Sara Melson keeps walking her own path on Safe and Sound

Safe and Sound is a pretty cool name for an album. But it may not reflect truth in advertising, because while Sara Melson is of sound mind and body as she heads into NYC for a gig at Pianos tonight to celebrate her third full-length release, she’s clearly not playing it safe.

“I don’t want to feel limited,” said Los Angeles’ Melson, who has reached a point in her life where it’s not about Twitter followers, album sales and worldwide fame (though that would all be nice).

“I just don’t see myself caring about what other people think,” she chuckles. “Of course, I want people to hear it, but I’m not as hung up as I used to be on the trappings. It’s not about that. I really love writing and recording and I love playing live. And I’ll never stop doing it.”

The greatest example of this freedom isn’t found in her decision to cover Led Zeppelin (“Thank You”) and the Rolling Stones (“No Expectations”) and nail it, but in another song that has been floating around in her past but finally seeing the light of day now.

“I held on to quite a few of the tracks that are on this record for a really long time, and they were done and I didn’t release them,” she explains. “So if that tells you anything psychologically about how hard it is sometimes, that’s a good indication.”

Part of Melson’s appeal is her willingness to be open with her audience, a trait that prompted Yahoo Music to describe her as “One of the most fearless singer-songwriters on the planet.” Strong words, but there was still that one track that she wasn’t ready to let loose on the world.

“I had done that song as a collaborative recording project with my ex-husband (Justin Webb), who I was married to for one year,” Melson said of “For Your Love.” “We bonded over music and we met at SXSW, and looking back, I now know that one can have a really strong musical connection without having to go the extra mile and do the romantic area. But it’s so tempting when you have a really strong musical connection with somebody; it’s very romantic and so those lines can get blurred really easily.”

Webb wrote “For Your Love” for his bride to be played on their wedding day.

“It’s about me, and it’s beautiful, and we decided to do a version where I would sing it,” she said. “And then we recorded it but I never released it. Then a year later, we got divorced, and I didn’t even listen to that song for years. I just tried to forget about it. I had to move on.”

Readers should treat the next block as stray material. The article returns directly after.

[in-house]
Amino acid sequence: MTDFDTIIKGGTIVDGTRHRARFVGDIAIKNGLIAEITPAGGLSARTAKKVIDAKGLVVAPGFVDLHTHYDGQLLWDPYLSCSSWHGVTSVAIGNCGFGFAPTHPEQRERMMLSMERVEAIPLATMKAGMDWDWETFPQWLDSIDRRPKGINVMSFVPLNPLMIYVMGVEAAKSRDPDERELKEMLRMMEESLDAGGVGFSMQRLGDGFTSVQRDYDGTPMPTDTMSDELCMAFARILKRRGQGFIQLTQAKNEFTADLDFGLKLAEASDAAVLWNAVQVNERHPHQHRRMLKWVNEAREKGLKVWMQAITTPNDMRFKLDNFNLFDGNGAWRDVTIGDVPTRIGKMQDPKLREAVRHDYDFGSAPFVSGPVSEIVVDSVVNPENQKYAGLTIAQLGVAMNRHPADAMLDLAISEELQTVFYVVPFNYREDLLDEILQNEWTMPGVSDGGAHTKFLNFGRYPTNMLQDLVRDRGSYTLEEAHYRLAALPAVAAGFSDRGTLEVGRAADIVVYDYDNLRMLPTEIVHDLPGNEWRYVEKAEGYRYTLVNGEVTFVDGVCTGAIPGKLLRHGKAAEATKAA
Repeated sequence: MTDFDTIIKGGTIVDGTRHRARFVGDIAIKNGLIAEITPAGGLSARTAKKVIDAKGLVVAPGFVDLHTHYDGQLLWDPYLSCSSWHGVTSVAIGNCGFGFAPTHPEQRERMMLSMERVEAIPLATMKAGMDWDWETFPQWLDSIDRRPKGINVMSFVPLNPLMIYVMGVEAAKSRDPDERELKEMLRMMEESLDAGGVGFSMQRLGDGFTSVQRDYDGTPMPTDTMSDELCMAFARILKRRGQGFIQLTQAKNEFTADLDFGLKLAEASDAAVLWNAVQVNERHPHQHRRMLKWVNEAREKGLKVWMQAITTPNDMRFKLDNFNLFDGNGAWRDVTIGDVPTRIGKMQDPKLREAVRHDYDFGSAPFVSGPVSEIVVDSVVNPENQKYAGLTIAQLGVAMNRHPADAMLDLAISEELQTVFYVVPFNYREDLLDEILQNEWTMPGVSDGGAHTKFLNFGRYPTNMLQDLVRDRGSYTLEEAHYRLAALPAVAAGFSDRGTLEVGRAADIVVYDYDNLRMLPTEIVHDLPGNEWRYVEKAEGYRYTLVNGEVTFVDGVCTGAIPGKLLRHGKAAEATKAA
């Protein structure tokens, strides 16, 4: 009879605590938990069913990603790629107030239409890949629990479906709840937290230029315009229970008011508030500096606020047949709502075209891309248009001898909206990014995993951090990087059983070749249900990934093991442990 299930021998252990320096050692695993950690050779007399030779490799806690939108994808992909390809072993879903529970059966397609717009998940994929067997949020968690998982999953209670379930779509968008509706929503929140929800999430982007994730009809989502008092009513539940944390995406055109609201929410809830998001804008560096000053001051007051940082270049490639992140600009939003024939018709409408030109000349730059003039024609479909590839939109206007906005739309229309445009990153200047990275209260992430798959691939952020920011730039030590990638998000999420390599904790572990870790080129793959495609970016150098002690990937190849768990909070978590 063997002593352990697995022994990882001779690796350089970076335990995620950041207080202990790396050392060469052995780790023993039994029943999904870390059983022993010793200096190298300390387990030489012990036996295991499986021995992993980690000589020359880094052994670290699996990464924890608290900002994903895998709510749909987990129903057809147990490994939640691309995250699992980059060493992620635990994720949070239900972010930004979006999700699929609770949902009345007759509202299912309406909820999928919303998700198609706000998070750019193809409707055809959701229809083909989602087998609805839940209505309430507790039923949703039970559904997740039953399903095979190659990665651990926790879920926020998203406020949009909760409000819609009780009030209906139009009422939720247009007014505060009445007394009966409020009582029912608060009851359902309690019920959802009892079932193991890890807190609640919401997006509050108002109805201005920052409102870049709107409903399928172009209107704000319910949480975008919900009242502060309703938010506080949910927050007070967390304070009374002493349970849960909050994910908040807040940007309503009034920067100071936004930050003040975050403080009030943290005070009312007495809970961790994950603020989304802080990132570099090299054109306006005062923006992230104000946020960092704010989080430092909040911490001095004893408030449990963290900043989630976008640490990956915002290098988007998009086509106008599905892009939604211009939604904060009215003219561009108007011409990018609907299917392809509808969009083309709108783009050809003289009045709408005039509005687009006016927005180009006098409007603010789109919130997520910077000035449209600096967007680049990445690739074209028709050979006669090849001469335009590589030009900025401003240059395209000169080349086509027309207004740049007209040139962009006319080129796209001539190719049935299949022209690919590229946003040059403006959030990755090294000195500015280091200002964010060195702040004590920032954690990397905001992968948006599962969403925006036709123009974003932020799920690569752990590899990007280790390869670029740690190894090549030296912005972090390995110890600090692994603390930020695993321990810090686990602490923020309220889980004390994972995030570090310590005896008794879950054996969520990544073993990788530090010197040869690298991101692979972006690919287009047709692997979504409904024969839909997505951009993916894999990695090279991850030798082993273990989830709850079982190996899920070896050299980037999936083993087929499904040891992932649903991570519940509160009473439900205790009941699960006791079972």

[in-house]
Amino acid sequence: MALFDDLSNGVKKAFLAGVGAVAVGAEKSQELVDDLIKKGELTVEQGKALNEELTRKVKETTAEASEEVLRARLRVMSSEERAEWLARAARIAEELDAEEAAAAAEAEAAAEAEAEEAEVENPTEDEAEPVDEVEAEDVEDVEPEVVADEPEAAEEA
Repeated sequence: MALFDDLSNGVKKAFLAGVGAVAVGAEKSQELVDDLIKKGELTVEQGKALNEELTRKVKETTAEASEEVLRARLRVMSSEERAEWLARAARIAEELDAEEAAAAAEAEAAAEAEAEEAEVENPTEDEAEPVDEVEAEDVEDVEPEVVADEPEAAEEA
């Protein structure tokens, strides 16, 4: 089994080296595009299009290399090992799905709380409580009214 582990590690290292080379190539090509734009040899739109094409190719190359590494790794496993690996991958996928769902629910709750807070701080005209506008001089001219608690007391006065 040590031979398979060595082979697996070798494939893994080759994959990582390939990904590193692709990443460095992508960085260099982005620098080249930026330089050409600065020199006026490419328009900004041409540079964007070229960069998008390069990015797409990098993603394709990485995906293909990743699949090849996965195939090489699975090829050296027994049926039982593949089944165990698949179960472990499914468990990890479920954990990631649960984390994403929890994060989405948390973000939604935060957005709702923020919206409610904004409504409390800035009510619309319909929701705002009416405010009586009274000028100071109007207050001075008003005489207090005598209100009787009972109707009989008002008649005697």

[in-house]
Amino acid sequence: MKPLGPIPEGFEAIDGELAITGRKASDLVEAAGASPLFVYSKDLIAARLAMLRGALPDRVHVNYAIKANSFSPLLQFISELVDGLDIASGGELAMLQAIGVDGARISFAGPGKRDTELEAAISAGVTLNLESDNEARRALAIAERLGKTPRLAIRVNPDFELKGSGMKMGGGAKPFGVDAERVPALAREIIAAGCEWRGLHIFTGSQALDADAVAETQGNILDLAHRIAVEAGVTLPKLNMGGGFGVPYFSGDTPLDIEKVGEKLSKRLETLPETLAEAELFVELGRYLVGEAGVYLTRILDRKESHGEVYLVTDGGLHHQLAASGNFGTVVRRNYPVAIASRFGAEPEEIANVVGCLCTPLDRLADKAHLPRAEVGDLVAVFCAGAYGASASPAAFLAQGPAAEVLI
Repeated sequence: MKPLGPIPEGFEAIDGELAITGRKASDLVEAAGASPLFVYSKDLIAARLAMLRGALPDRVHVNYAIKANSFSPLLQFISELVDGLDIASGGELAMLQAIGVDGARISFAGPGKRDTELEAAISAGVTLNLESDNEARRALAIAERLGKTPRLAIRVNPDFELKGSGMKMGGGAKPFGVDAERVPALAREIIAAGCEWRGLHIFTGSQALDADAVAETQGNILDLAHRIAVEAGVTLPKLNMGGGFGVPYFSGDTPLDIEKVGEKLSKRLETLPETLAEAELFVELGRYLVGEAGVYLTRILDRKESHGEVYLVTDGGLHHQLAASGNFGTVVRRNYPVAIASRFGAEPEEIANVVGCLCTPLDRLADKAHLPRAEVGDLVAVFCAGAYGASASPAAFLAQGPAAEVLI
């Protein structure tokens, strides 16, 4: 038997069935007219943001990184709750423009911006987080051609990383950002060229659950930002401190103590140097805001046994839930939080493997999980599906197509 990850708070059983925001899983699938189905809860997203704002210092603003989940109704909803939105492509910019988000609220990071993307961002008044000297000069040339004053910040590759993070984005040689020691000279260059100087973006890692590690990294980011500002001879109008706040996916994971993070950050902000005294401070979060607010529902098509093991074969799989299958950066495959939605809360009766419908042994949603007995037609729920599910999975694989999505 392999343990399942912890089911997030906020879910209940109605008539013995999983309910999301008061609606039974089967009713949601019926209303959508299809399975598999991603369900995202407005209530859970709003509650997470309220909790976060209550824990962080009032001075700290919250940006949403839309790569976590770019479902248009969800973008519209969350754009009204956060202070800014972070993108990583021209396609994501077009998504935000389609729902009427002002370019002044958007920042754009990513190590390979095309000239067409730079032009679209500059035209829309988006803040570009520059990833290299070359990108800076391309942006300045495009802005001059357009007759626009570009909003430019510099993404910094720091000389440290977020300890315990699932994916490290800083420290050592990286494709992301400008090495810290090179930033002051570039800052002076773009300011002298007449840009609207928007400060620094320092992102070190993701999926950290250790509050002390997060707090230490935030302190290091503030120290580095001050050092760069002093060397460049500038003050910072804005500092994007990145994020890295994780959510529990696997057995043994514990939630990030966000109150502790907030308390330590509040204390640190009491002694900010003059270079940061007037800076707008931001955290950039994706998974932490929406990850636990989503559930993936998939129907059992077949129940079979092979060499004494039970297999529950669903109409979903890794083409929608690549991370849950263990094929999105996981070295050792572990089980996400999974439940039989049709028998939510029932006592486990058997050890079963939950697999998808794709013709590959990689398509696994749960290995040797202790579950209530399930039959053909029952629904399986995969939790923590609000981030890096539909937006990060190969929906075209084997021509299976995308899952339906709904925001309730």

She did. But when putting together Safe and Sound, a musical ghost from the past appeared.

“There are so many dirge-y, drone-y beautiful, hypnotic, melancholy tracks on this record that I thought it would be nice to spice it up with a few little poppy ditties,” Melson said. “And then I remembered that one, and I went back and listened to it, and I was like, ‘It’s so cute, it’s such a good song.’ In a way, it’s so neat that I can just look at it that way. It’s so beautiful to have that little time capsule of the love that was felt there.”

Time apparently does heal all wounds, something Melson would not have thought possible at the time of her divorce, when the thought of playing — or even listening to “For Your Love” — was impossible.

“Oh no, I couldn’t even think about him,” she said. “I was in total denial. In fact, right after the break-up, I turned around and kind of hibernated. I didn’t put anything out for quite some time, and I hoarded a ton of stuff, and that’s what became A Million White Stars. And that record came out in 2013. And since then, I wanted to stretch in a little bit of a different direction artistically and it’s been so much fun. I really see my future as going in different directions.”

Listeners can hear some of those directions, as she’s taken a singer-songwriter genre that can often get stale and put into two camps — boy with guitar / girl with piano — and added her own twist to it.

“Being a solo singer-songwriter, it can be pretty lonely and you fall into your same patterns,” she said. “‘I like this rhythm, I like this key.’” Whereas when you write with someone else or someone else produces you, it’s just fun to have a different perspective.”

Bottom line?

“It’s really all about the song.”

Sara Melson plays Pianos in New York City on Friday, September 9. For tickets, click here